Reynold Booth -- Mary Bouldin(g) -- Thomas Bouldinge -- William Bouldin -- Richard Boulton --- John Boxe -- Cheney Boyse -- Richard Brewster -- John Brewer -- Rev. Richard Buck --- William Burditt -- John Burrows -- William Capps -- Thomas Carter-- Nathaniel Cawsey -- Thomasine Cawsey -- Isack Chaplaine -- Frances Chapman -- William Claiborne -- John Chandler -- Edward Clarke -- Pettiplace Clause -- Ann Clay(e) -- John Clay(e) -- Joseph Cobb -- Francis Cole -- Susan Collins -- Henry Coltman -- William Coxe -- Captain Raleigh Croshaw --- Capt. James Davis -- Rachel Davis -- Henry Dawkes-- Adam Dixon --- John Dods -- John Downeman -- Thomas Dowse -- Elizabeth Dunthorne -- Clement Evand -- Margery Fairfax-- William Fairefax-- Thomas Farmer-- Cecily Jordan Farrar --- Robert Fisher --- Mary Beheathland Flinton --- Joanne Flinton -- John Flood -- William Gany -- Thomas Garnett -- Sir Thomas Gates -- Thomas Godby -- Thomas Graves -- Thomas Gray-- Robert Greenleaf -- Susan Greenleaf -- Edward Grendon -- John Gundry-- Mary Gundry -- Edward Gurgany -- Adria Harris -- Thomas Harris -- John Hatton -- Walter Heyley -- Nicholas Hodgskines -- Bartholomew Hospkins -- Oliver Jenkines -- John Johnson -- Elizabeth Joones-- Samuel Jordan -- William Julian -- Martha Key(Keie) -- Thomas Key(Keie) -- Richard Kingsmill -- Thomas Lane --- William Lansden--- Anne Burras Laydon -- John Laydon -- John Lightfoote -- Albino Lupo-- Elizabeth Lupo-- Francis Mason -- Cornelius Maye-- William Morgan -- Susan Old -- Isabella Pace -- Richard Pace --- William Parker -- Robert Partin -- Francis Paul-- William Perry -- William Pierce -- Abraham Piersey-- John Poole -- Robert Poole, Sr --. Robert Poole, Jr.-- John Powell -- William Powell-- John Price -- Miles Prickett -- John Proctor -- John Rolfe --- Christopher Safford --- Robert Salford --- Joane Salford --- Thomas Savage -- Sameul Sharpe -- William Sharpe -- John Sleight -- John Smith --- William Sparkes William Spencer Thomas Spilman Thomas Stepney Thomas Sully Robert Sweet John Taylor Richard Taylor Thomas Thornbury Henry Tucker William Tucker Henry Turner Thomas Turner John Ward Edward Waters William Waters Ameyle Wayne(Waine) Francis West Temperance Flowerdew Yardley West Henry Williams Thomas Willoughby -- John Woodliffe -- Robert Wright -- Sir George Yeardley-- Richard Yonge
Descendants of ancient planters http://www.suite101.com/content/society-for-descendants-of-first-virginians-a108815
CO139/34 (372) Mary Williams, Elizabeth Williams, Janet Williams, Charlotte Williams, Margaret Williams, Catherine Williams, Sarah, Williams John Williams, Thomas Williams, George Williams, John Russell Williams reputed children of John Williams esq of the parish of St Anne’s, 27.11.1777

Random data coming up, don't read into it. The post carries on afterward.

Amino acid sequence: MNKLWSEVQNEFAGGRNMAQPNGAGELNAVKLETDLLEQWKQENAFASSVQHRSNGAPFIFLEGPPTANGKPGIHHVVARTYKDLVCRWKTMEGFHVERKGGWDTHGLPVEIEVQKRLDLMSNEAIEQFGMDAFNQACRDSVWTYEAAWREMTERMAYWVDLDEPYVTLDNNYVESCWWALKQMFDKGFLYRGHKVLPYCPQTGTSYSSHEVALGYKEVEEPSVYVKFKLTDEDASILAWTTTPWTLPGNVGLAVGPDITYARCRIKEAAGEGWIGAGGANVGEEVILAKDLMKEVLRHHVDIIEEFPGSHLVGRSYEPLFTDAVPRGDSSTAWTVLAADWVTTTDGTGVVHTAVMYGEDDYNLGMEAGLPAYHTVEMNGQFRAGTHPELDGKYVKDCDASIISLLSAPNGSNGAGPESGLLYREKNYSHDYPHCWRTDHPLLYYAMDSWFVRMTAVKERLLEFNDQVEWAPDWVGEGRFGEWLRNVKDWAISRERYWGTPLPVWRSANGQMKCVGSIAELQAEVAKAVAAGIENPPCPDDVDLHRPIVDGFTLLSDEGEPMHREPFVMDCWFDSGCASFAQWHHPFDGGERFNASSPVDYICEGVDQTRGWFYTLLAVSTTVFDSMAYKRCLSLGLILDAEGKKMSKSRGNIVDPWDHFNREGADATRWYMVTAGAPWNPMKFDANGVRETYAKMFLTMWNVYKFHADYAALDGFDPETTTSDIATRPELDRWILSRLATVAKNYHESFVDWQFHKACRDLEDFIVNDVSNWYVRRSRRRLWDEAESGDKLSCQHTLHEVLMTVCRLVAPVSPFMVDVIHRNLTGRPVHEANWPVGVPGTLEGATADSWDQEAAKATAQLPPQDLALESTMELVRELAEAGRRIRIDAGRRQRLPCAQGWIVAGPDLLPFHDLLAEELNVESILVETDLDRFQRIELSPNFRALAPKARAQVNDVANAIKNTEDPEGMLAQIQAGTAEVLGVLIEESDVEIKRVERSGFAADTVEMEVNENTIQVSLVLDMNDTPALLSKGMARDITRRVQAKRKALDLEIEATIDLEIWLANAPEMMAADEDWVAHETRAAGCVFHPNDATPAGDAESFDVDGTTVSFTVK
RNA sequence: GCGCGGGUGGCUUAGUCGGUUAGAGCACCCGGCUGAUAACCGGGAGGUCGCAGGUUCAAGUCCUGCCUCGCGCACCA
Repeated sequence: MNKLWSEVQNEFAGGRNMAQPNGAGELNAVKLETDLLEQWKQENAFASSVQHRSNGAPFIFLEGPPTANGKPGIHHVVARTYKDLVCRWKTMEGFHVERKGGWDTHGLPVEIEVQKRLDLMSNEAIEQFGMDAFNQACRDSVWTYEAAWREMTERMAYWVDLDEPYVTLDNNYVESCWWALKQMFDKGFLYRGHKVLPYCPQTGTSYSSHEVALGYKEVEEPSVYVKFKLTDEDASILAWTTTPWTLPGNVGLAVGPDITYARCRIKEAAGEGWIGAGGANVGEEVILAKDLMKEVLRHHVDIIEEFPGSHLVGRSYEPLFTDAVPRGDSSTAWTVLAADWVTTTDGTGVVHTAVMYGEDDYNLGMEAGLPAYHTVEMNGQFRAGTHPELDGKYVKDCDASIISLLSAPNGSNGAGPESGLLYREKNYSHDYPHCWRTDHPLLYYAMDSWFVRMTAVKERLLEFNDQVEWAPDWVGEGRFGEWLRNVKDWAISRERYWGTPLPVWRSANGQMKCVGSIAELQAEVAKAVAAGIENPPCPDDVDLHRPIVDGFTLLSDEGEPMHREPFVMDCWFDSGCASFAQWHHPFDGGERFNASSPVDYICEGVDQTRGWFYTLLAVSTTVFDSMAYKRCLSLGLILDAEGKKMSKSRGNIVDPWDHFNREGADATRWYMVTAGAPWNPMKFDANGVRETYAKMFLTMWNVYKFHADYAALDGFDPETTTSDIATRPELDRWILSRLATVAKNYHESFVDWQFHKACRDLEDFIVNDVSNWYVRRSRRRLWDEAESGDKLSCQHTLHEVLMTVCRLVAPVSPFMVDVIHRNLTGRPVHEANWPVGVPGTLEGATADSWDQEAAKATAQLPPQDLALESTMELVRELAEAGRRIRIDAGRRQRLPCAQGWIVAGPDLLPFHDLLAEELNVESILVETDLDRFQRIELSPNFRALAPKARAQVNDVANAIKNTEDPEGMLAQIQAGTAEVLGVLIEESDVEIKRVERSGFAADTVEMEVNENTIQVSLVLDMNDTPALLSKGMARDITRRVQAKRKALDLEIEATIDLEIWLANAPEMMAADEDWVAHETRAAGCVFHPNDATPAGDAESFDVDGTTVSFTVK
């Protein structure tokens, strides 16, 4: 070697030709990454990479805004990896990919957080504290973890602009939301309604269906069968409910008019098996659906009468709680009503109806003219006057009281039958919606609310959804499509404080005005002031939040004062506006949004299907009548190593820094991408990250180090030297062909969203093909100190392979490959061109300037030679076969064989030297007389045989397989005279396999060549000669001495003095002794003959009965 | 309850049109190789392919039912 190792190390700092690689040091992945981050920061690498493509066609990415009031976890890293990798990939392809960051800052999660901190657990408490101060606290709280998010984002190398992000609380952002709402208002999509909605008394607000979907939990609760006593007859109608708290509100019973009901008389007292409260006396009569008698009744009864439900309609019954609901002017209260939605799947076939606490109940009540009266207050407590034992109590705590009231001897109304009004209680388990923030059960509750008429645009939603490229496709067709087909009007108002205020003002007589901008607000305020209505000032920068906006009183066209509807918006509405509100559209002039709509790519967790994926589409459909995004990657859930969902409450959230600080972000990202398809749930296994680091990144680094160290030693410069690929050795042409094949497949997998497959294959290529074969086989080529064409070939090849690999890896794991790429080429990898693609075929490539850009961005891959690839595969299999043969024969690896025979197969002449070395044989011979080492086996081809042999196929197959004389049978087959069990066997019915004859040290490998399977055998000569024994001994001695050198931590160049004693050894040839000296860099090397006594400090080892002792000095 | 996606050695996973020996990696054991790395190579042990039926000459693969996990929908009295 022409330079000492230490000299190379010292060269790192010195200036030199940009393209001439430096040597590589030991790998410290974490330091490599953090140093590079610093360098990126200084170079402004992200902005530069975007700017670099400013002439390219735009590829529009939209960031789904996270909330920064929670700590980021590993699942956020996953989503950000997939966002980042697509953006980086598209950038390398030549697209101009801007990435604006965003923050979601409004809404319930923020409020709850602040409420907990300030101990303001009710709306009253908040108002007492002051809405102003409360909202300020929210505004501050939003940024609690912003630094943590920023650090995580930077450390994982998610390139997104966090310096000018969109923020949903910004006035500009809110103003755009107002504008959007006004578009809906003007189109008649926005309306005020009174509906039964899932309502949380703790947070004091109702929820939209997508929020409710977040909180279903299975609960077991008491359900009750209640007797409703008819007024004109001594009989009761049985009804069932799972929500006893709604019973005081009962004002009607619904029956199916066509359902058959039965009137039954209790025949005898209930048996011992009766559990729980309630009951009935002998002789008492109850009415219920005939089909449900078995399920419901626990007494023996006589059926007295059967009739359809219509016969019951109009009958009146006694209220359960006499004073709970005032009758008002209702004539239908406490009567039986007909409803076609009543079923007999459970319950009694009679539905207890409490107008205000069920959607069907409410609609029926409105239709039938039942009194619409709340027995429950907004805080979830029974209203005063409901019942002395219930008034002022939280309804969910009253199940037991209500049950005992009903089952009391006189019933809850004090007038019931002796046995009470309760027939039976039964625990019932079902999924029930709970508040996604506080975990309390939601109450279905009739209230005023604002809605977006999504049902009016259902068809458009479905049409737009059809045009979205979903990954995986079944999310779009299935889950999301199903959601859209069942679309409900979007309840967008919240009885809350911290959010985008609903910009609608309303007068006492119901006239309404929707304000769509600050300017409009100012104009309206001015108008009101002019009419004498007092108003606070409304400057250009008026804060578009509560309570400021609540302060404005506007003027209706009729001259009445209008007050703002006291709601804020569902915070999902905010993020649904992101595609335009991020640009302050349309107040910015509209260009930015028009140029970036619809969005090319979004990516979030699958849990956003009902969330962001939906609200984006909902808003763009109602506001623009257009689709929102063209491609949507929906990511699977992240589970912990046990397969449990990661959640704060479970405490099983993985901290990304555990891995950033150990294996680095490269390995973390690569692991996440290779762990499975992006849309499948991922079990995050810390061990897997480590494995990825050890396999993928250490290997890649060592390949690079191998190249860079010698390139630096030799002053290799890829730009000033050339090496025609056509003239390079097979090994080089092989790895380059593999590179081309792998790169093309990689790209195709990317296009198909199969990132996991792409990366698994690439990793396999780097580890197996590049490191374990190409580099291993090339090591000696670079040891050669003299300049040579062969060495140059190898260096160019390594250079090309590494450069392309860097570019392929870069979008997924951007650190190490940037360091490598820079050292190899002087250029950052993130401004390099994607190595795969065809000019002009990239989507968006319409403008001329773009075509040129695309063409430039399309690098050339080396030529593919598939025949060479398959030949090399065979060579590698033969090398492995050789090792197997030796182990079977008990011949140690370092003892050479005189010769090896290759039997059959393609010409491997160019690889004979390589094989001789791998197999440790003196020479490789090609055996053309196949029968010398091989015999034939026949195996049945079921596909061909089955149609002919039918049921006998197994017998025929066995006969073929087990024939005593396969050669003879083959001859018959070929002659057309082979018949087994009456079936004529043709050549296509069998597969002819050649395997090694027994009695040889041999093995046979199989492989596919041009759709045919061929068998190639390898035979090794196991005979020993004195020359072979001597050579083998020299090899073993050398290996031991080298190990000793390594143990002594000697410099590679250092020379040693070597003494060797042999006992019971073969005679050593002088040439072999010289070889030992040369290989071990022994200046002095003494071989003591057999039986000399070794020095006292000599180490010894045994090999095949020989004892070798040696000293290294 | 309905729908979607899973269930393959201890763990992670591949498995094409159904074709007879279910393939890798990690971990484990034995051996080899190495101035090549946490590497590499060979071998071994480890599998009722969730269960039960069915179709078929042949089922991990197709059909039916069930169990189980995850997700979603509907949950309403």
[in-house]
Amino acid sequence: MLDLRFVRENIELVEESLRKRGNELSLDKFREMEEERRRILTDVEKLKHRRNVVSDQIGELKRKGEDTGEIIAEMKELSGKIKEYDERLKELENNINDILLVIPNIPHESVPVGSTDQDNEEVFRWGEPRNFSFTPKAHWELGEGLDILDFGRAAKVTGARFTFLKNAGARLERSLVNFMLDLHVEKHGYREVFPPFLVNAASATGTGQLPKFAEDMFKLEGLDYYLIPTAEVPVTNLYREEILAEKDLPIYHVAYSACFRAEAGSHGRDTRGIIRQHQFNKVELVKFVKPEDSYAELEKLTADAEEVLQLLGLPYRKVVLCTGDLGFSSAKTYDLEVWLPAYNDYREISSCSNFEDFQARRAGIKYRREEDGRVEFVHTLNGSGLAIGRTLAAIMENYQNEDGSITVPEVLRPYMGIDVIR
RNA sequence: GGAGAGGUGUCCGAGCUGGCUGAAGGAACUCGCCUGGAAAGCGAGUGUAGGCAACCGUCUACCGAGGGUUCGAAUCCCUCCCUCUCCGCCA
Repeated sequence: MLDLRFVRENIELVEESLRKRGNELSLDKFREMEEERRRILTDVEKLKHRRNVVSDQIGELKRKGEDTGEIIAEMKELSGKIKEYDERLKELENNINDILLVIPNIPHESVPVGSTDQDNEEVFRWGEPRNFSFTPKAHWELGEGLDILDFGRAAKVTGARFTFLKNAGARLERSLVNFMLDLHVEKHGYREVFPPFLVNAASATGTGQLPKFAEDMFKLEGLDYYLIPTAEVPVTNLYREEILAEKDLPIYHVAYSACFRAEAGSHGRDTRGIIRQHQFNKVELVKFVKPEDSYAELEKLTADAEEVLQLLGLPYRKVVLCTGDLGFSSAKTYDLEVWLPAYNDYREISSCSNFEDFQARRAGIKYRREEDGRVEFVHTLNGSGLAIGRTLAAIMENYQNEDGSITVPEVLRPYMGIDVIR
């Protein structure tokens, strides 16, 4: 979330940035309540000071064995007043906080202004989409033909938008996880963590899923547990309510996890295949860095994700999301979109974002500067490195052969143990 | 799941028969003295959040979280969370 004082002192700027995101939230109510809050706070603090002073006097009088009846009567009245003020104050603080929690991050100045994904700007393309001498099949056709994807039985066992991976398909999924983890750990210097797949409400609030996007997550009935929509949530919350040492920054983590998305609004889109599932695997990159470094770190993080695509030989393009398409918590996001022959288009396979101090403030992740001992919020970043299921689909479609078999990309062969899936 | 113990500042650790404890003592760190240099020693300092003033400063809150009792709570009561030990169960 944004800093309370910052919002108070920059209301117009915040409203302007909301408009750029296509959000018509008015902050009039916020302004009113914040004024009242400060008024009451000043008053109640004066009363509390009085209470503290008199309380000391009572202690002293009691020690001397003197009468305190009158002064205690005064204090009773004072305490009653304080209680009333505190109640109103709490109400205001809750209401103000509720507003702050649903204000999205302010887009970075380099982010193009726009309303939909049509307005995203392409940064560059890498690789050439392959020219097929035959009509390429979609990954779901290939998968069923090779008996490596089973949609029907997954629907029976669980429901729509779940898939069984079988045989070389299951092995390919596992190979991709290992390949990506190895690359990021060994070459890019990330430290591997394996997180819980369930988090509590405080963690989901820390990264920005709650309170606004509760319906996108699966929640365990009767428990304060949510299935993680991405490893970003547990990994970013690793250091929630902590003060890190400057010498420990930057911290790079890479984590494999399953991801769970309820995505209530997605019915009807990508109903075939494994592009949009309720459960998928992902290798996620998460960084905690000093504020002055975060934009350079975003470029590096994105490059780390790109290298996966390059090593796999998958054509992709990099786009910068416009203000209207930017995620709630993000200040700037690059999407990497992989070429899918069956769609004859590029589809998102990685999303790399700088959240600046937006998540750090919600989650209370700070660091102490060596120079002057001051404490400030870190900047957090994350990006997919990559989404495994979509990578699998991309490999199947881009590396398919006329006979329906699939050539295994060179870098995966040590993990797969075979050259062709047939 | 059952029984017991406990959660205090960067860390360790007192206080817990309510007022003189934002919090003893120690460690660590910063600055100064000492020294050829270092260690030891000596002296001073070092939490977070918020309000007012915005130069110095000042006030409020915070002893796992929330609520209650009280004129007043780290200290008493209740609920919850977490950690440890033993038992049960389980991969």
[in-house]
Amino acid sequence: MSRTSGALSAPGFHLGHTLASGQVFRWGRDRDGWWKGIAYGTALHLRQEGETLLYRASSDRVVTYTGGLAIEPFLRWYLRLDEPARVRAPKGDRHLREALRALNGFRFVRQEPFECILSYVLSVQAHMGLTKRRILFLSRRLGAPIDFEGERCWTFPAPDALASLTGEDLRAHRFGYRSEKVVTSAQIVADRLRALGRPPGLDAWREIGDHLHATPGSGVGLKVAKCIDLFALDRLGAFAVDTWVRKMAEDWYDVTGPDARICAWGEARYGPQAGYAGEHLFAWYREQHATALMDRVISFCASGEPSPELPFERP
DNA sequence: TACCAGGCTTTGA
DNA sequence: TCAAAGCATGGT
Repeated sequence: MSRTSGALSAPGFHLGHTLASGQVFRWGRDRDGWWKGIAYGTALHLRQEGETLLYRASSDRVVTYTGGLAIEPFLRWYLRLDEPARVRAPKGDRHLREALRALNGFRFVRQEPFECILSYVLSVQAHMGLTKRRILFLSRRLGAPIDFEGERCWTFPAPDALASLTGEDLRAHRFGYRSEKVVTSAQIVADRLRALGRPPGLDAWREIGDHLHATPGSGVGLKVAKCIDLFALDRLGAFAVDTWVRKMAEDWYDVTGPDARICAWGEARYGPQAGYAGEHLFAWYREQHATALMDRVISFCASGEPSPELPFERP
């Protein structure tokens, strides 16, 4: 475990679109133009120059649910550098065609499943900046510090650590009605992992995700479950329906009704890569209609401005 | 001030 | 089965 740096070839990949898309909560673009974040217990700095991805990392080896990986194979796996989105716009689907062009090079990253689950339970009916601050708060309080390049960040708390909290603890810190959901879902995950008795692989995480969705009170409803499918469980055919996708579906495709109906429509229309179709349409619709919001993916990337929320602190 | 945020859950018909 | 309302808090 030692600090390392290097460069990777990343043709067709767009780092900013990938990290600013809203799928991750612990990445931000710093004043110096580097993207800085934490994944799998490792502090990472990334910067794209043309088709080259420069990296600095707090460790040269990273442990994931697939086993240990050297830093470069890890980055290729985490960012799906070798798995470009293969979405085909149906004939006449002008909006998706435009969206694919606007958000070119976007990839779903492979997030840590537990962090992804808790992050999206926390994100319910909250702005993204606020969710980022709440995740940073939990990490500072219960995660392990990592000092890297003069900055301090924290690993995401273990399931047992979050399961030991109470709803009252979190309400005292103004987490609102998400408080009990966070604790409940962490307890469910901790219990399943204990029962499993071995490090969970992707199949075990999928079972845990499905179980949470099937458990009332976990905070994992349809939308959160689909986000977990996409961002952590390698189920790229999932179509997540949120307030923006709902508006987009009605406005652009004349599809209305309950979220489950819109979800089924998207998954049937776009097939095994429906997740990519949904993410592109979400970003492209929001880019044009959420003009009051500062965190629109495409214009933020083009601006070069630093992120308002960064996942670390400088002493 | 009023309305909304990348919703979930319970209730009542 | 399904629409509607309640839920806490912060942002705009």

CO139/37d (534) John, Benjamin, Thomas, William Charlton, Eleanor and Elizabeth Candy White, the reputed children of Benjamin White gentleman late of the parish of St Catherine, by Jane McDonald a free negroe woman. 19.12.1782
CO139/38 (563) Anne Williams, Catherine Williams, Sarah Williams, Eleanor Williams, Elizabeth Williams, Thomas Williams, Martin Williams and George Williams reputed children of Martin Williams esq of the parish of St James by Eleanor Williams a free negro woman, 16.12.1783 CO139/38 (564) Patrick Duncan, Edmund Duncan, Sarah Duncan reputed children by Patrick Duncan, planter by Sarah Gray a free mulatto woman, 16.12.1783 (St Ann)
book of passenger immigrant list 1607-1776 englisg surname
barbados article on slavery like-- http://www.rootsweb.ancestry.com/~brbwgw/ArticleSlavery18thCentury.htm
Ancient planters family--
African studies l.Africa to Brazil traces the flows of enslaved Africans from identifiable points in the broad region of Africa called Upper Guinea to Amazonia, Brazil. These two regions, though separated by an ocean, were made one by a slave route. Walter Hawthorne considers why planters in Amazonia wanted African slaves
the Songhoy as a wholly Muslim society. The legacy of the Songhoy Empire, Maiga argues, is as a model of African integration through its administrative http://www.powells.com/biblio?isbn=9780521764094
Moving here records of Colonial Office good for caribbean genealogy
Surviving records of the Colonial Office have been transferred to the National Archives into CO series (until 1967) and FCO series (from 1967).
Records of colonial governments, which may include copies of reports and correspondence sent to, or from, the Colonial Office may be found in the archives of the relevant country. In the case of dependencies, the Leeward Islands, Windward Islands, and the Federation of the West Indies records may be found in the archives of the country where the governor was based.
Halifax County Slaveholders http://freepages.genealogy.rootsweb.ancestry.com/~ajac/vahalifax.htm
The records of the Colonial Office relating to the Caribbean are arranged by country and then according to the type of document:
original correspondence entry books acts sessional papers government gazettes miscellanea (newspapers, Blue Books of Statistics and naval office returns) registers of correspondence registers of out-letters
Powell in Jamestown http://www.genforum.familytreemaker.com/powell/messages/11958.html
Ware records http://members.cox.net/wdegidio/ware/WareRecords.htm
1625– 1627 Courteen dispatched a second envoy from England, led by Captain Henry Powell (brother of John Powell), on the ship known as the William and John.
1834 Samuel Jackman Prescod becomes the first person of (partial) African descent to be elected to Parliament.
History of American Religion